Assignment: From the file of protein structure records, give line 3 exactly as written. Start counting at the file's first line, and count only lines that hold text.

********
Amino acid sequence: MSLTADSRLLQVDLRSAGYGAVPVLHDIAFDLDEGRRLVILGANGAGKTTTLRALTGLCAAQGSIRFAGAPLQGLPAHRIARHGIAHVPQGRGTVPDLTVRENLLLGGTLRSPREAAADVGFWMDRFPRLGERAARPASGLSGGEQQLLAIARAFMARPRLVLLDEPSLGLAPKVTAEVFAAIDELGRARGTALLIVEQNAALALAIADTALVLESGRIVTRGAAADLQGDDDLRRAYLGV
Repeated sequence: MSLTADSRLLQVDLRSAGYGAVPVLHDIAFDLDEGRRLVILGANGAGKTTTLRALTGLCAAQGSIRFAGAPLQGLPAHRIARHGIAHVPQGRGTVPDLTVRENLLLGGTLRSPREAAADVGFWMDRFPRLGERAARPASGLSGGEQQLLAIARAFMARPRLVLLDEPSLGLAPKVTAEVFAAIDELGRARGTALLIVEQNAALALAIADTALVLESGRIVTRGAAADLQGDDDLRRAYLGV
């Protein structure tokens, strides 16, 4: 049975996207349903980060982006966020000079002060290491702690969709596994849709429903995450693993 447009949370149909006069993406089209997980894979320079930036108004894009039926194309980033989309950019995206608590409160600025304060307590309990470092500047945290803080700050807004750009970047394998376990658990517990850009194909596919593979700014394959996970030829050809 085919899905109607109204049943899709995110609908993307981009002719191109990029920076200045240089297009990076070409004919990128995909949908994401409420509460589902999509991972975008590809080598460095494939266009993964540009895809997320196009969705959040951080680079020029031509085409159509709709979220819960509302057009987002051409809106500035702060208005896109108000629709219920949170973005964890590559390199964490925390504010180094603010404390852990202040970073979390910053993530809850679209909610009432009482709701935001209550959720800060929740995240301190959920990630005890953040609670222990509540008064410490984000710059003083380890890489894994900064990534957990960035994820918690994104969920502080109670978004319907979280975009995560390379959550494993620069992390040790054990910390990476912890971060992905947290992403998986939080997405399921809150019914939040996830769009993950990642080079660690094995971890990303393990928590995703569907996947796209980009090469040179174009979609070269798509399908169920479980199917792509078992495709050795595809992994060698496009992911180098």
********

């Protein structure tokens, strides 16, 4: 049975996207349903980060982006966020000079002060290491702690969709596994849709429903995450693993 447009949370149909006069993406089209997980894979320079930036108004894009039926194309980033989309950019995206608590409160600025304060307590309990470092500047945290803080700050807004750009970047394998376990658990517990850009194909596919593979700014394959996970030829050809 085919899905109607109204049943899709995110609908993307981009002719191109990029920076200045240089297009990076070409004919990128995909949908994401409420509460589902999509991972975008590809080598460095494939266009993964540009895809997320196009969705959040951080680079020029031509085409159509709709979220819960509302057009987002051409809106500035702060208005896109108000629709219920949170973005964890590559390199964490925390504010180094603010404390852990202040970073979390910053993530809850679209909610009432009482709701935001209550959720800060929740995240301190959920990630005890953040609670222990509540008064410490984000710059003083380890890489894994900064990534957990960035994820918690994104969920502080109670978004319907979280975009995560390379959550494993620069992390040790054990910390990476912890971060992905947290992403998986939080997405399921809150019914939040996830769009993950990642080079660690094995971890990303393990928590995703569907996947796209980009090469040179174009979609070269798509399908169920479980199917792509078992495709050795595809992994060698496009992911180098």